Texas House lawmakers on Tuesday voted in favor of a bill that would only allow pet stores to obtain cats and dogs from animal shelters, animal rescue organizations, or animal control agencies.
The bill aims to crack down on puppy mills and prevent widespread euthanasia among cats and dogs.
Under the bill, a petstore would face a civil penalty and a fine of up to $500 for each dog or cat sold in violation of the law. The legislation would only apply to counties with a population of 200,000 or more.
Bill author state Rep. Jared Patterson (R-Frisco) presented the bill to the House floor as a consumer protection law. The bill stipulates that pet stores must maintain a documented record of where a cat or dog they are selling came from. Those records would then be available for Texans seeking to purchase a dog from a petstore.
Patterson argued that only a small percentage of pet owners obtain their pets from major pet stores (4 percent according to a survey he cited), and that major pet stores don’t derive much revenue from pet sales anyways, instead finding real profits in services and supplies.
“Unfortunately, current state and federal laws do little to protect either animals in puppy mills or pet store consumers,” Patterson said. “A sunset report from June 2020 even recommended the state licensing program be shut down due to its effectiveness.”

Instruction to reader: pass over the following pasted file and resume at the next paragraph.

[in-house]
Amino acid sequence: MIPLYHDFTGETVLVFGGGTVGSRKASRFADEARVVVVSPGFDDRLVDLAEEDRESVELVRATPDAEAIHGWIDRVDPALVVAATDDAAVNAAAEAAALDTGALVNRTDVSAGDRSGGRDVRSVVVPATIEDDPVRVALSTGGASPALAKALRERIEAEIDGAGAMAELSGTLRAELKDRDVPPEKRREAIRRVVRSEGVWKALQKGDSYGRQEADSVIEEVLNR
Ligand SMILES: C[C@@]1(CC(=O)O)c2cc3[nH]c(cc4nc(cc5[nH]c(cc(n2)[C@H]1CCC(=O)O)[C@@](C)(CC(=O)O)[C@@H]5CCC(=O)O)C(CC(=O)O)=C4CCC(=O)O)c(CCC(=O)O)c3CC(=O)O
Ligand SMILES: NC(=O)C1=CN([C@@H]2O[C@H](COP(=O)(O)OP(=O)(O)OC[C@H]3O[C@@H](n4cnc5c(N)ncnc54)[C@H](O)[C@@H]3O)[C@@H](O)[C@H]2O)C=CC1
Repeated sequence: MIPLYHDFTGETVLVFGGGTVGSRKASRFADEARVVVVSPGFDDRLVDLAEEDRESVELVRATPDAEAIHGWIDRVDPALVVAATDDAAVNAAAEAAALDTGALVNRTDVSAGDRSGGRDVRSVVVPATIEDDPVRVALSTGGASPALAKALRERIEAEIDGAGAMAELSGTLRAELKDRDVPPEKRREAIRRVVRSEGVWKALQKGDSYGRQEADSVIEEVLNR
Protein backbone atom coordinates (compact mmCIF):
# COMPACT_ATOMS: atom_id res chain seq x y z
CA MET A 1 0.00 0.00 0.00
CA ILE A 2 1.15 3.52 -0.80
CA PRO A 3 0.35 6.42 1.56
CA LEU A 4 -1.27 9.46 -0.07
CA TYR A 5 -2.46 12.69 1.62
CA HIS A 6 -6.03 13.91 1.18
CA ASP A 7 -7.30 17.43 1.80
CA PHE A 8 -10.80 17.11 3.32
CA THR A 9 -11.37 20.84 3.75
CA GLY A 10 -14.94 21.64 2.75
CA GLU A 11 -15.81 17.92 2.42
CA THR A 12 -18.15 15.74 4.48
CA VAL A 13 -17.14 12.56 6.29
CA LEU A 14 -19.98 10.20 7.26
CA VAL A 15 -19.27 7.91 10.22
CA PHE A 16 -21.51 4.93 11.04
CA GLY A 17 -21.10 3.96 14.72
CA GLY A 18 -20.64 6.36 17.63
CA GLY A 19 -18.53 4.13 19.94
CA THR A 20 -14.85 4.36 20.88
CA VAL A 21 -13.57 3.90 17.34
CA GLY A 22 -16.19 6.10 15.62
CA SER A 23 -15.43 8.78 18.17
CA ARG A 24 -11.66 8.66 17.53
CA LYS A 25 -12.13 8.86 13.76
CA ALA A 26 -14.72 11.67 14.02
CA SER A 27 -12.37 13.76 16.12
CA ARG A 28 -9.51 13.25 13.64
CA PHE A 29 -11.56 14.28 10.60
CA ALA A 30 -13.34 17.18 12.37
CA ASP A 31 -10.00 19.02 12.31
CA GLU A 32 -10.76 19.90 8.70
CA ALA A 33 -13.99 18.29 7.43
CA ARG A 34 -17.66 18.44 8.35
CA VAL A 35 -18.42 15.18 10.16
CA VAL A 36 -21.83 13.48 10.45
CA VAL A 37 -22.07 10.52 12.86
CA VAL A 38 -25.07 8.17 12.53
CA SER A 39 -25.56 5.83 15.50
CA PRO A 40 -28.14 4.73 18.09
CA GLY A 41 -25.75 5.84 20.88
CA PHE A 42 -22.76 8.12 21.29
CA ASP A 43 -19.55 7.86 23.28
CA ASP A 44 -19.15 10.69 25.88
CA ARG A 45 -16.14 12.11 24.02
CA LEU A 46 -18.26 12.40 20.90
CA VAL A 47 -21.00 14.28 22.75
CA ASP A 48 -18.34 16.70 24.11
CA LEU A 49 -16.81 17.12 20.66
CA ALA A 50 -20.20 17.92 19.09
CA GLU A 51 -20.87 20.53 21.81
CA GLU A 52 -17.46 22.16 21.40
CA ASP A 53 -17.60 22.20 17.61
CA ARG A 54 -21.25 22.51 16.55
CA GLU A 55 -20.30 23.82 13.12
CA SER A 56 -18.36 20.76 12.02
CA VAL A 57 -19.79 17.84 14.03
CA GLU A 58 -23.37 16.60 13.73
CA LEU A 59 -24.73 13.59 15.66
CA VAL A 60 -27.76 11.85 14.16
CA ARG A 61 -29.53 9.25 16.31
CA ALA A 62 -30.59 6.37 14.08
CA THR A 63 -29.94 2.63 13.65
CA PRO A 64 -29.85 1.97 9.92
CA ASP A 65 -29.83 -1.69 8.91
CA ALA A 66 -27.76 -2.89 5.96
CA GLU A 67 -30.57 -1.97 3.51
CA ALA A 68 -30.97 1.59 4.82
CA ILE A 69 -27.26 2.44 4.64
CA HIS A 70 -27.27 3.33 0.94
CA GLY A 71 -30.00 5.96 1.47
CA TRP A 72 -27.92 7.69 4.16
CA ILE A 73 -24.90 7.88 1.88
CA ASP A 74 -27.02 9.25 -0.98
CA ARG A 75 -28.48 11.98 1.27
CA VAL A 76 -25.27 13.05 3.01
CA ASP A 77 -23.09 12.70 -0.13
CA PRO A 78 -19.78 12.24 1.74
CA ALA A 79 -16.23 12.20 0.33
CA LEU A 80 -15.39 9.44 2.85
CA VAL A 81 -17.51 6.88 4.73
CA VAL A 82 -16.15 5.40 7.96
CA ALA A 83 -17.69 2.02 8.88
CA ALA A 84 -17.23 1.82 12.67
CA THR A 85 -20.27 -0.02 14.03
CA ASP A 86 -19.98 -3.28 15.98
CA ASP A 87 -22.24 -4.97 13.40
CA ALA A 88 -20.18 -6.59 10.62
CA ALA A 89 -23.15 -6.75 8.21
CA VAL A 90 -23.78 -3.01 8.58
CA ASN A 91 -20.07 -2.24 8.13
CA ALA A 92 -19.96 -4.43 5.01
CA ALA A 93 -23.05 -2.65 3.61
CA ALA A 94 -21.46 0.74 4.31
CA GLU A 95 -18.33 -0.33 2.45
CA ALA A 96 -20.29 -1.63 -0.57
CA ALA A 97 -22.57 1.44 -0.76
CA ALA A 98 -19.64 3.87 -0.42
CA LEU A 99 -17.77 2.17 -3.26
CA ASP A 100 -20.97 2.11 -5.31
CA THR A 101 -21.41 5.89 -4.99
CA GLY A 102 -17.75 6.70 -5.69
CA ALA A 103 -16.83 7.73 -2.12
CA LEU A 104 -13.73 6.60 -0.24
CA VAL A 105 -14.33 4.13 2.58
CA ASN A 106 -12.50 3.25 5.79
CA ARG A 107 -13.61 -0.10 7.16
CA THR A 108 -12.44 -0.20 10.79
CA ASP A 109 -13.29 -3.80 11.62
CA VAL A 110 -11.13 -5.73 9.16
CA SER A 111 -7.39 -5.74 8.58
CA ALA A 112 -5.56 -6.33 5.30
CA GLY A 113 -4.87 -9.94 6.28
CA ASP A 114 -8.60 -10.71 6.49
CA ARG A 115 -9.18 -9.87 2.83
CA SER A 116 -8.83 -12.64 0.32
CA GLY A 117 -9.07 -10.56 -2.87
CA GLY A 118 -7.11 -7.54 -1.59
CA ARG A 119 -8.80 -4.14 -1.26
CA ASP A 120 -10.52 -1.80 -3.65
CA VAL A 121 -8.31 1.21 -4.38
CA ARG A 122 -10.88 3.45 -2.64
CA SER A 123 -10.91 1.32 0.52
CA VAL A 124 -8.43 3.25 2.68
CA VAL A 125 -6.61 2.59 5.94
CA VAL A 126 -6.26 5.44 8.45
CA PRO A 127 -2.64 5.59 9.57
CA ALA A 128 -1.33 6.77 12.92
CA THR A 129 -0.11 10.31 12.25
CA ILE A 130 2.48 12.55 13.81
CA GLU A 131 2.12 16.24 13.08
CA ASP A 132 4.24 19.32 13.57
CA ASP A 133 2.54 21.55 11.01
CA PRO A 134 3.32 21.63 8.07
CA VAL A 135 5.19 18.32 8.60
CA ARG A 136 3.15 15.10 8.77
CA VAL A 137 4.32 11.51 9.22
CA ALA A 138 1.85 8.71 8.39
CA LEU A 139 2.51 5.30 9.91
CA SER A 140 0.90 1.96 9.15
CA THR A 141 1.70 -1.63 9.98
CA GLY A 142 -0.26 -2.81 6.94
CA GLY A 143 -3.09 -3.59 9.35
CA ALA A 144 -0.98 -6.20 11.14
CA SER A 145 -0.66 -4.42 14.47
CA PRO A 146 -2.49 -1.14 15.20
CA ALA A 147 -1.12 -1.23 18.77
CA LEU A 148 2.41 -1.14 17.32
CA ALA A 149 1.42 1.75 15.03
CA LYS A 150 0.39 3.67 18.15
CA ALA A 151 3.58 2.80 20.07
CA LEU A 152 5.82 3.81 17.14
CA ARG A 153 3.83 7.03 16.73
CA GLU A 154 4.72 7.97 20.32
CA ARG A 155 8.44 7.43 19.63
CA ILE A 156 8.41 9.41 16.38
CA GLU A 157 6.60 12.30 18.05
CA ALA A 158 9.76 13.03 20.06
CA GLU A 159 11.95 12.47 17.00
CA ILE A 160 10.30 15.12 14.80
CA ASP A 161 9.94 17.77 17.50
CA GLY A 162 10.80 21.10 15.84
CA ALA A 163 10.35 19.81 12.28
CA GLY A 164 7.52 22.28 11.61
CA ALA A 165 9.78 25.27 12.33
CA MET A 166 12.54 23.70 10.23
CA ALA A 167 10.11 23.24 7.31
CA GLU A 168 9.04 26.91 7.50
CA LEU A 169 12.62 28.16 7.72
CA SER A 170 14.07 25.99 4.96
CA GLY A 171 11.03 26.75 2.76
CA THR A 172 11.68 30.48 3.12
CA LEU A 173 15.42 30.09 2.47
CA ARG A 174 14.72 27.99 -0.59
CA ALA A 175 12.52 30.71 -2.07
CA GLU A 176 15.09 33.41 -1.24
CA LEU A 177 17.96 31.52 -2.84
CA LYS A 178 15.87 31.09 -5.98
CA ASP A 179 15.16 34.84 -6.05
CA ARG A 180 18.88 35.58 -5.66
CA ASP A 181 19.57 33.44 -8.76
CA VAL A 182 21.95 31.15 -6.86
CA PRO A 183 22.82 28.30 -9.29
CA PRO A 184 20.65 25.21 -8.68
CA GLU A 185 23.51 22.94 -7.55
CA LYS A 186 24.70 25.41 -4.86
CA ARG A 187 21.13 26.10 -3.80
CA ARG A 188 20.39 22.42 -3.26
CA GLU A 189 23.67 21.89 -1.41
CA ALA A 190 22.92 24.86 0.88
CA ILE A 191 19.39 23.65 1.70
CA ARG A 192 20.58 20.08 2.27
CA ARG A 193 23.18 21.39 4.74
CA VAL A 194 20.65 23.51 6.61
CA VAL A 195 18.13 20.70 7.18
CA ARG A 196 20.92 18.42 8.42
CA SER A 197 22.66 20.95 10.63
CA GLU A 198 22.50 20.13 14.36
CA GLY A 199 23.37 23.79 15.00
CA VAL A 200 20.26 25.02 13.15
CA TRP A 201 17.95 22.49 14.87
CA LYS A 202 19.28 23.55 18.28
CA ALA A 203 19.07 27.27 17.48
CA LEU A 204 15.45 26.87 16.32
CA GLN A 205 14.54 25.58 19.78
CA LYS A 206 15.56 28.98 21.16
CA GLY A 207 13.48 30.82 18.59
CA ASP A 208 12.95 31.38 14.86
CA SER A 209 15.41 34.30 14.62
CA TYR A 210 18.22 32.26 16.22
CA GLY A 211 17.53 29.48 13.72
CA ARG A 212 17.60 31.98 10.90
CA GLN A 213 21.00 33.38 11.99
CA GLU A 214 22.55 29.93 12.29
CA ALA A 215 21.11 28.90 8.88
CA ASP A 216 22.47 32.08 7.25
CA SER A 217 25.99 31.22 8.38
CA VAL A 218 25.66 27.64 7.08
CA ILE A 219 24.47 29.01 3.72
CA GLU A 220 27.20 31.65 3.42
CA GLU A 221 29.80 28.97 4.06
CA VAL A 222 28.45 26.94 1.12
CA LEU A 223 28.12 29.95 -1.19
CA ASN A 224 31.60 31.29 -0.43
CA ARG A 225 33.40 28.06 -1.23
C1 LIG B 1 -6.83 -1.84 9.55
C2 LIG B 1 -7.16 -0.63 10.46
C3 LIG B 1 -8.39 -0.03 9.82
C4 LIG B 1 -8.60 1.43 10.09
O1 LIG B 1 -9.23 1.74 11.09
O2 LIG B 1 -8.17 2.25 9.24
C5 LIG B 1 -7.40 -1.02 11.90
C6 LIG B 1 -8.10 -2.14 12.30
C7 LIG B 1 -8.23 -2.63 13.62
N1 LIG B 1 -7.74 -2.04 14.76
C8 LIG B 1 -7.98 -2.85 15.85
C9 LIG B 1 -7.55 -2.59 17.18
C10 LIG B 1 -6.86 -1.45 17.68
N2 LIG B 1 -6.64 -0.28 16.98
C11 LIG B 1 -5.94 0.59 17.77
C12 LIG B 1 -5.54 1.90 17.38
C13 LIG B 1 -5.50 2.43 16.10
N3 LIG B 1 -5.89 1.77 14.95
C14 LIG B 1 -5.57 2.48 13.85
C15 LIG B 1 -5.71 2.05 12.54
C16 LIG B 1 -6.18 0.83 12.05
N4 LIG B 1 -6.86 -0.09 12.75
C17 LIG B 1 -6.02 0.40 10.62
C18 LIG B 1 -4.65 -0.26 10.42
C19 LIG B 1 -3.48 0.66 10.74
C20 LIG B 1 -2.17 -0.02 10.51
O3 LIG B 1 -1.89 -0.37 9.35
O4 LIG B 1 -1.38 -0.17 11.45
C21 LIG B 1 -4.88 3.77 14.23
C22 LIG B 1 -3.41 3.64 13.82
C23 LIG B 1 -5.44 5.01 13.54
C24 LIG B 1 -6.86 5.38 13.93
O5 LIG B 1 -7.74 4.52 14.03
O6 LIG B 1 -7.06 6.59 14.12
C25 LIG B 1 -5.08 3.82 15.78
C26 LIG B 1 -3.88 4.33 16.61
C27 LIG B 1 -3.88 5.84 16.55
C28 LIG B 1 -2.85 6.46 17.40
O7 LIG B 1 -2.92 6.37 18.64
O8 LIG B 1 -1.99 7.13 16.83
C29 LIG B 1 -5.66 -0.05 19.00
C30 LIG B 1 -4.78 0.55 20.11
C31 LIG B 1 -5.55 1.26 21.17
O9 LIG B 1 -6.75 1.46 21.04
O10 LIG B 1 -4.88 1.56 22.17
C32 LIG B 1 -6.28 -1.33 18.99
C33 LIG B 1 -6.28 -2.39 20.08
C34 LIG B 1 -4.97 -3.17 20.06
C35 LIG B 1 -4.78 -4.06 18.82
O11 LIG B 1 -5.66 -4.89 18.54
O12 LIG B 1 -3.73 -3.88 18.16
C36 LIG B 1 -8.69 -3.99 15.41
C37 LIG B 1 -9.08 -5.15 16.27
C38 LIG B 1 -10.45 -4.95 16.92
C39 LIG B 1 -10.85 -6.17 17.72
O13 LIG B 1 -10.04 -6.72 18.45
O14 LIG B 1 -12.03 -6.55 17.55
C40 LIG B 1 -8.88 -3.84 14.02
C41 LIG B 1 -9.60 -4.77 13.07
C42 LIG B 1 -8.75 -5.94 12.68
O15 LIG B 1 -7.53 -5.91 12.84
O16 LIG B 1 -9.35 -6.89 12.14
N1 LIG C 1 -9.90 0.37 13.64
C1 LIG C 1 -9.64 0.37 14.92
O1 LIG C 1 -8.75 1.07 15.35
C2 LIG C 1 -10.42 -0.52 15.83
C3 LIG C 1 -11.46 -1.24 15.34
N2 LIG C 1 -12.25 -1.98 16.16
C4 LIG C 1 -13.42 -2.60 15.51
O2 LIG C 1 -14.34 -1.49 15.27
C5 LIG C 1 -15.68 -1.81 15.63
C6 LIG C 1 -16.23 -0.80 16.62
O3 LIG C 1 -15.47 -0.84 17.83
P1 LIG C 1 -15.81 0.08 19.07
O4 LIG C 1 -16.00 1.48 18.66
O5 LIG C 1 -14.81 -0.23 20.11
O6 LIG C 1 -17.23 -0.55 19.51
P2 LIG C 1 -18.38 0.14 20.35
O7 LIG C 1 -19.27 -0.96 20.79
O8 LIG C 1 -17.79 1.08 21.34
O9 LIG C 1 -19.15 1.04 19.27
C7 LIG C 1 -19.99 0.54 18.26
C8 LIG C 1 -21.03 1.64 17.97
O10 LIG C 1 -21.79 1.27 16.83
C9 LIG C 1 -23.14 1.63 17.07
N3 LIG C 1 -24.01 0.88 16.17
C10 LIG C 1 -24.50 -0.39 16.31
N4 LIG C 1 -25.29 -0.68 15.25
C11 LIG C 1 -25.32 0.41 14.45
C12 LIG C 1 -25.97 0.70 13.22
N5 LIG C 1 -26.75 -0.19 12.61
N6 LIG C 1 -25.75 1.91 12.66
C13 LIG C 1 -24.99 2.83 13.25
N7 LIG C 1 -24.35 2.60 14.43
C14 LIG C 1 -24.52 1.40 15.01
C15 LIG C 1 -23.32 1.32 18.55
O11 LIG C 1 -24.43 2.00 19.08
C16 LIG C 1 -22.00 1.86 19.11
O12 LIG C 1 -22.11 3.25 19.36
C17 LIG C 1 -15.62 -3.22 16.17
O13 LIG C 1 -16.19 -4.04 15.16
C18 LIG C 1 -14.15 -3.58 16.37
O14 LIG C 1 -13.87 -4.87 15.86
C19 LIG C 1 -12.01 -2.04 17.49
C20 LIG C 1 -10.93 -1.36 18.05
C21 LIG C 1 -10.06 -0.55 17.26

Patterson said the bill is meant to go after pet stores who purchase from puppy mills — mills often located outside Texas that see small puppies shipped more than a dozen hours across state lines.
“The licence breeder programs at the state and federal level have proven unable to provide mass accountability to bad actors,” Patterson concluded, with several House members (quite literally) barking and howling in agreement.
The bill faced pushback from multiple Republican lawmakers that attempted to paint the legislation as anti-business, or as a ban on breeders. Rep. Bryan Slaton (R-Royse City) attempted to raise a point of order against the bill, but it was withdrawn after about half an hour of deliberation.
“Does any other member have a dog in the hunt?” joked Texas House Speaker Dade Phelan (R-Beaumont) before House members moved to pass the bill 75-66 — which they celebrated with some more barking and howling.